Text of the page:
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Police can take on military functions - Muzeyi

By Apollo Mubiru

Added 19th March 2018 03:53 PM

The deputy Inspector General of Police urges trainees to use the skills in a manner that builds the image and mandate of the Uganda Police Force.

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The deputy Inspector General of Police urges trainees to use the skills in a manner that builds the image and mandate of the Uganda Police Force.

PIC: Deputy Inspector General of Police Brig. Sabiiti Muzeyi. (Credit: Roderick Ahimbazwe)

POLICE | TRAINING 

WAKISO - The Police force should at all times be ready to perform functions of a military force as guided by the Police Act, the deputy Inspector General of Police (IGP), Brig. Steven Sabiiti Muzeyi has said.

“About this debate on ‘militarisation of police’, the country needs to know that the policing environment has changed overtime. It encompasses violent criminals in local societies, organised and transnational crimes where police has to respond as the first line of defense in national security,” Muzeyi said.

According to clause 4 of the Police Act of 1994 (1) Subject to the Constitution and this Act, the functions of the force are—to protect the life, property and other rights of the individual.

Other functions are to maintain security within Uganda; to enforce the laws of Uganda; ensure public safety and order; prevent and detect crime in the society; subject to section 9. There is also performing the services of a military force as well as performing any other functions assigned to it under this Act.

Presiding over the closure of Kampala Metropolitan Police Basic Management (3rd intake) at Kigo Marine Base in Wakiso district over the weekend, Muzeyi’s first public function since he took over office last week, he cautioned the Police officers on healthy living and weapon management.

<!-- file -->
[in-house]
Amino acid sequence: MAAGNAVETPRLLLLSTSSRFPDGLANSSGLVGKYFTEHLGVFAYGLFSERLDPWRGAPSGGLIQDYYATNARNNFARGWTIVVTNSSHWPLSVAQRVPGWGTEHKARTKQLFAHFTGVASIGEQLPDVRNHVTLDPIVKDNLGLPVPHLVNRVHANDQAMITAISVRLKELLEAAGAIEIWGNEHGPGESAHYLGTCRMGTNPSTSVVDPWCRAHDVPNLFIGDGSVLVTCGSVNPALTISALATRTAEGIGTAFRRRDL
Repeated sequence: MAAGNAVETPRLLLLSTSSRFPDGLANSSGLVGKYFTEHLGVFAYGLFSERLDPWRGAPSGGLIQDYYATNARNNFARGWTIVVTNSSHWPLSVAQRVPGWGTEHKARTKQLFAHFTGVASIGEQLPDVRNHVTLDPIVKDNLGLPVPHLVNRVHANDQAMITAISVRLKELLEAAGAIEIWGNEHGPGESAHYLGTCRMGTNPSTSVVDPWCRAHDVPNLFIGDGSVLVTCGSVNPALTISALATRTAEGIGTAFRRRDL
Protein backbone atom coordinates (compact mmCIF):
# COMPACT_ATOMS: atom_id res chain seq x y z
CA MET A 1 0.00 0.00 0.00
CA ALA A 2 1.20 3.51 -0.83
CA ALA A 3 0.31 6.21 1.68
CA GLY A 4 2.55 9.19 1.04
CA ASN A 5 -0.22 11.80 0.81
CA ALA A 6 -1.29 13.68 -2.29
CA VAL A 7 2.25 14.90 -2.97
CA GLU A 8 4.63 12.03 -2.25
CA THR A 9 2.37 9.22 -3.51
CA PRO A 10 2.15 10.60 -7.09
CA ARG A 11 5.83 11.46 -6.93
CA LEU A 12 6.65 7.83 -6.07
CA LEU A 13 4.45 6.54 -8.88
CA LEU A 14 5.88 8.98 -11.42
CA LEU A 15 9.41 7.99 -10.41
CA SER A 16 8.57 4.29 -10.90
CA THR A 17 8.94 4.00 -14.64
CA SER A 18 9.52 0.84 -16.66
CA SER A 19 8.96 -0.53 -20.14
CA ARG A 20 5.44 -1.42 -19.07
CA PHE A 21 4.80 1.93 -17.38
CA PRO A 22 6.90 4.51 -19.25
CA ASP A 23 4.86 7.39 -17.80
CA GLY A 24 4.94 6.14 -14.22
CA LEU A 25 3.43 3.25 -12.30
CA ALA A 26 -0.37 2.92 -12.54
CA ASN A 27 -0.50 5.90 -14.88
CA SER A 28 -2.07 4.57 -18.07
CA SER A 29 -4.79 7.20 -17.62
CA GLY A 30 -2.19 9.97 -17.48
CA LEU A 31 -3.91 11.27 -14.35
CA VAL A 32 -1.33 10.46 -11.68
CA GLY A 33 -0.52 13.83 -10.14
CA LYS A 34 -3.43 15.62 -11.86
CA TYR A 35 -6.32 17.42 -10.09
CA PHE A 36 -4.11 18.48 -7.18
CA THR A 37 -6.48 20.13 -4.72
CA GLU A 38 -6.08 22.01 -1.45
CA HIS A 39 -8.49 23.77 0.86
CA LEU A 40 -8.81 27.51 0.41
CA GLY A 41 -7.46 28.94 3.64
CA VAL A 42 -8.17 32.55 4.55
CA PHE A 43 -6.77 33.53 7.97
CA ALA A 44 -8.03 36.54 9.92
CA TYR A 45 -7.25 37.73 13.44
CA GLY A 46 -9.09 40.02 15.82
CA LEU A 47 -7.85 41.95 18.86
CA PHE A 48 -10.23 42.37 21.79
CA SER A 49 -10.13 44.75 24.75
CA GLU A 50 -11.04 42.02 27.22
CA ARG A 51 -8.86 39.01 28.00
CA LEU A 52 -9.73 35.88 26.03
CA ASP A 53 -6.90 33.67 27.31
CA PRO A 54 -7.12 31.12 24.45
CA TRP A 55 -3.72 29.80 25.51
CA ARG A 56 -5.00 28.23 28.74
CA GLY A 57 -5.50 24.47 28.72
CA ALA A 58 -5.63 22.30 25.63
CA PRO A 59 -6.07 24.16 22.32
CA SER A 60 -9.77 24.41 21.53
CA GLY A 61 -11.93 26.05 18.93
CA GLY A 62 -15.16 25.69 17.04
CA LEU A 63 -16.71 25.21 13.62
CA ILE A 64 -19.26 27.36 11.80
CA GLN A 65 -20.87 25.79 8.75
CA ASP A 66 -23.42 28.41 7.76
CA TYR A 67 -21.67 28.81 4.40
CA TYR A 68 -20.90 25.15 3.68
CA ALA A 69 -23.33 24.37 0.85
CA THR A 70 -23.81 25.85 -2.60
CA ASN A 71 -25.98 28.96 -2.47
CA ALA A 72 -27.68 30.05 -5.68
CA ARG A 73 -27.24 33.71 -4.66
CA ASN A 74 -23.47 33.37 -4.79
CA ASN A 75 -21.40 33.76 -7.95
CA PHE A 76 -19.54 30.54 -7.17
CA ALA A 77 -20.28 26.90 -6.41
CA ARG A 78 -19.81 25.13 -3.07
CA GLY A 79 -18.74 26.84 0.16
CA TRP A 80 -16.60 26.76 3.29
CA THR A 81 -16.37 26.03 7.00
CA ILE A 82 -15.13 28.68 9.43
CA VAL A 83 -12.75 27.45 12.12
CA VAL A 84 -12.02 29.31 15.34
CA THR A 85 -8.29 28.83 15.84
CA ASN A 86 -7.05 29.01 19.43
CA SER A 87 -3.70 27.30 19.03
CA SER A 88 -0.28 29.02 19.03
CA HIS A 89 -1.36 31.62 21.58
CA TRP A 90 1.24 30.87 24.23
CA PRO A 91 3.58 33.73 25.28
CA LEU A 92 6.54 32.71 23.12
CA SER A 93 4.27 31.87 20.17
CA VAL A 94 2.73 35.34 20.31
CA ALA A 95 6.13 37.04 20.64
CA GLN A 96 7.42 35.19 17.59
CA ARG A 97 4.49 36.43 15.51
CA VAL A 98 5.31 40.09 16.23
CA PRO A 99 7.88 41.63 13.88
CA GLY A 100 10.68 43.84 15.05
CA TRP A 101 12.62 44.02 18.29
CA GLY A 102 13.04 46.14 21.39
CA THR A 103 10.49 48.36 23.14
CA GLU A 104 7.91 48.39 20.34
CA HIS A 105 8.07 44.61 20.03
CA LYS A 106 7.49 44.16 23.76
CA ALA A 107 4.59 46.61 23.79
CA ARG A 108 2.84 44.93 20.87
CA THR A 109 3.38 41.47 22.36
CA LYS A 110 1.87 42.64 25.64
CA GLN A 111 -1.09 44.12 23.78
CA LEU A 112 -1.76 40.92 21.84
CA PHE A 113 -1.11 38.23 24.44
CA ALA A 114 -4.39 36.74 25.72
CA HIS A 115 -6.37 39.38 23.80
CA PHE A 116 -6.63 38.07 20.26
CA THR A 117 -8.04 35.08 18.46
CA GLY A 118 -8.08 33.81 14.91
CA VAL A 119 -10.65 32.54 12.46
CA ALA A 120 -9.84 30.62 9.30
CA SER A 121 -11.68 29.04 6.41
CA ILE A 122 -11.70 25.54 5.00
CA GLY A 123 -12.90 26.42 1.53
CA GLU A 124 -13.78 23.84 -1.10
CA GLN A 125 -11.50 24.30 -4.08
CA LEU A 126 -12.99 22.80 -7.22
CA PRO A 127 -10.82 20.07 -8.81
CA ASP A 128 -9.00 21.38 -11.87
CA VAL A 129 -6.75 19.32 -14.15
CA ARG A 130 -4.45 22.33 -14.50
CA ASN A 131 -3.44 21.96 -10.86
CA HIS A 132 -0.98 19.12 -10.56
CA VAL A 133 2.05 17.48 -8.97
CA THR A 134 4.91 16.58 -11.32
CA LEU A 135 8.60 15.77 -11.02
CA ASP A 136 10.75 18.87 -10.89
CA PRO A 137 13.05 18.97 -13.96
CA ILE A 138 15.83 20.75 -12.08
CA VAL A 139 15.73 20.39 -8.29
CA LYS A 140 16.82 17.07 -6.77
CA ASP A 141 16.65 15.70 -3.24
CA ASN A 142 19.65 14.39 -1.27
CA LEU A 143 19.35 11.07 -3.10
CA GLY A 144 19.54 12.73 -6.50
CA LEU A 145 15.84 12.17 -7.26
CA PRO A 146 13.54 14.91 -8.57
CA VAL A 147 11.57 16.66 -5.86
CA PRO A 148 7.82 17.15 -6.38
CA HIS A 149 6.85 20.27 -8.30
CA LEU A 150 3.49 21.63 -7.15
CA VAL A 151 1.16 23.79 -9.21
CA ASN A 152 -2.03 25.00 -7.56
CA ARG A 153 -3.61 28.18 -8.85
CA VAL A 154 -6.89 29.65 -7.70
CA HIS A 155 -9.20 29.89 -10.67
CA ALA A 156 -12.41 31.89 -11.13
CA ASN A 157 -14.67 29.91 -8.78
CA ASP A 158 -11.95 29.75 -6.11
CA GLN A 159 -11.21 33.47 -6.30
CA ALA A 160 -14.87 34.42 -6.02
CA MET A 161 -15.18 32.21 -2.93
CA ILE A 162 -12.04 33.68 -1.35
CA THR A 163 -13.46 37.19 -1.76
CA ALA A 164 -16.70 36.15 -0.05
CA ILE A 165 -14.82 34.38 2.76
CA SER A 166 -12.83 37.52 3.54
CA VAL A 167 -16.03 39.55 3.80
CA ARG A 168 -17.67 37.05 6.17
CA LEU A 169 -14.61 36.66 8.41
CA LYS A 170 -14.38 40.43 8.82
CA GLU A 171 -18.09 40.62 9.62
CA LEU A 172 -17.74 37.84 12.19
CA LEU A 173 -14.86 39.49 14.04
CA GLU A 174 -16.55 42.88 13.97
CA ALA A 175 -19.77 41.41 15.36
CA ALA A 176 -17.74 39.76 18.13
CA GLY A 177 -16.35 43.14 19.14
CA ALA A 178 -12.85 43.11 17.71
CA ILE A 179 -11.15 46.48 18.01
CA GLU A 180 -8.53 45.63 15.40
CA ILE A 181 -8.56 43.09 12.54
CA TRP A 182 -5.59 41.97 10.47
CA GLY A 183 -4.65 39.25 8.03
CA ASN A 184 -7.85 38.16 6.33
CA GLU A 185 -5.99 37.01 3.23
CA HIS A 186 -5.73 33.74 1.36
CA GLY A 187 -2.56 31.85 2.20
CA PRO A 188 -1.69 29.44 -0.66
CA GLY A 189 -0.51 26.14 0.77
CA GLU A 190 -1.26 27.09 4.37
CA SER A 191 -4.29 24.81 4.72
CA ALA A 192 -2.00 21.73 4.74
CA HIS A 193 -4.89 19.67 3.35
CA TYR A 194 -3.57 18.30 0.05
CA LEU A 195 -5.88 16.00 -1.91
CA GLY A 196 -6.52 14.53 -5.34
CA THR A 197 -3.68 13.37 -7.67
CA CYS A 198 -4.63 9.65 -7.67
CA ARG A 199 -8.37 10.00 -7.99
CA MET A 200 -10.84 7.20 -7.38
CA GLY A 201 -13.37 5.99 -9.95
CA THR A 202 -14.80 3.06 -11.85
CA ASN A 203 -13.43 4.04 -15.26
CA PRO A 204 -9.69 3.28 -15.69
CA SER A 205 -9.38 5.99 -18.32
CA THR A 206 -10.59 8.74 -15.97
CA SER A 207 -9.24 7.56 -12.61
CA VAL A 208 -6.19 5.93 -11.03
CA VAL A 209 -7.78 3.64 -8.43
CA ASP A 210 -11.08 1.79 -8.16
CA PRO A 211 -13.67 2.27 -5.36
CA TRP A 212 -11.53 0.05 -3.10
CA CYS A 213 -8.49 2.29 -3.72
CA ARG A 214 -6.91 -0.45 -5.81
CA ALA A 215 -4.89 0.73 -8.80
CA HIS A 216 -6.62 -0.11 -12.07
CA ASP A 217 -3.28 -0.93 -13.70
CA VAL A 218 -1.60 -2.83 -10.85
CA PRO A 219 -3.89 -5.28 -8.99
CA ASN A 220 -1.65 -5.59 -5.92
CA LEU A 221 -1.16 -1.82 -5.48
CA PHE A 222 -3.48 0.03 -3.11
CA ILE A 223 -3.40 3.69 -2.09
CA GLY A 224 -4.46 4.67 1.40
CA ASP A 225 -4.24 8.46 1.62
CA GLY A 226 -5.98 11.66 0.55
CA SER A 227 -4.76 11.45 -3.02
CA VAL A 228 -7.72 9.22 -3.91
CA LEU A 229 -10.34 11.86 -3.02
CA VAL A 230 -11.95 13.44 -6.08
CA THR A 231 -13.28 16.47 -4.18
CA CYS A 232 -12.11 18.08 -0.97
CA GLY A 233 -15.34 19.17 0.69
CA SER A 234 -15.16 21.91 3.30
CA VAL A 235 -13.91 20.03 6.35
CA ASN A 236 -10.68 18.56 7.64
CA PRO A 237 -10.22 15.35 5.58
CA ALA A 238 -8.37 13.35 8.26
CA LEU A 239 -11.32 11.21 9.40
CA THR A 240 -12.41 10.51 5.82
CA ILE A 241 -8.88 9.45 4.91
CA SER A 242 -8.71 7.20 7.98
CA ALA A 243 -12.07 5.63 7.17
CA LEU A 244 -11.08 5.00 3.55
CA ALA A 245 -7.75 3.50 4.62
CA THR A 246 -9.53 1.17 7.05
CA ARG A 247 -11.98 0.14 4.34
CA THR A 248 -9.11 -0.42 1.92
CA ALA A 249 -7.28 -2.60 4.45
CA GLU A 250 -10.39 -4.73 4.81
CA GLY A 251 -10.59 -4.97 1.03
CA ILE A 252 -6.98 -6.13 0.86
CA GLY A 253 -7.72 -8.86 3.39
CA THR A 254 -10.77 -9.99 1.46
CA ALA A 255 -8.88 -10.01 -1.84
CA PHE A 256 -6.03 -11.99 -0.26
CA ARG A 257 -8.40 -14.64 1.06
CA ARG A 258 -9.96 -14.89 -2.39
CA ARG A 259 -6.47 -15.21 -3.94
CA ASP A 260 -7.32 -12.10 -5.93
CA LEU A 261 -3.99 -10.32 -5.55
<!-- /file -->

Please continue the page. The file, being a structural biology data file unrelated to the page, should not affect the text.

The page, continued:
Gen. Kale Kayihura, the longest serving IGP in Uganda’s history, was asked to step down. He was replaced with Okoth Ochola, who is deputised by Muzeyi.

Muzeyi, 44, a former head of military Police was appointed last year following his stint as deputy Commander of Special Forces.

The course derives its origin from the police council resolution requiring all directorates, departments and regions to conduct regular internal capacity building programmes for personnels and to embrace the idea of internal trainings.

Among the major issues addressed in this course are fitness, time management, discipline, teamwork, response to emergency calls and attitude towards work. Others were the working relationship between juniors and their commanders, mental preparedness and operational mistakes committed overtime such as shooting innocent citizens due to stray bullets.

Muzeyi advised officers to endure and remain healthy, especially in the current waves of HIV/AIDS and Hepatitis B in order to serve longer in the force and to provide support to their families.

He thanked the spouses for the endurance and support throughout the training. Muzeyi urged trainees to use the skills in a manner that builds the image and mandate of the Uganda Police Force.

One of the critical requirements in professionalising the force is capacity building so as to equip officers and men with necessary skills to handle the contemporary policing demands.

He implored the Regional Police Commander for Greater Masaka to increase the number of trainees in the upcoming subsequent intakes.

Muzeyi reminded the officers of a famous quote by Edmund Burke that says ‘evil exists when good men do nothing.’

He hailed the Kampala Metropolitan Police Commander CP. Frank Mwesigwa and team for the wise initiative.

“A man of value does not run away from responsibility, and the responsibility of an officer is to protect life and property of Ugandans,” Muzeyi said.

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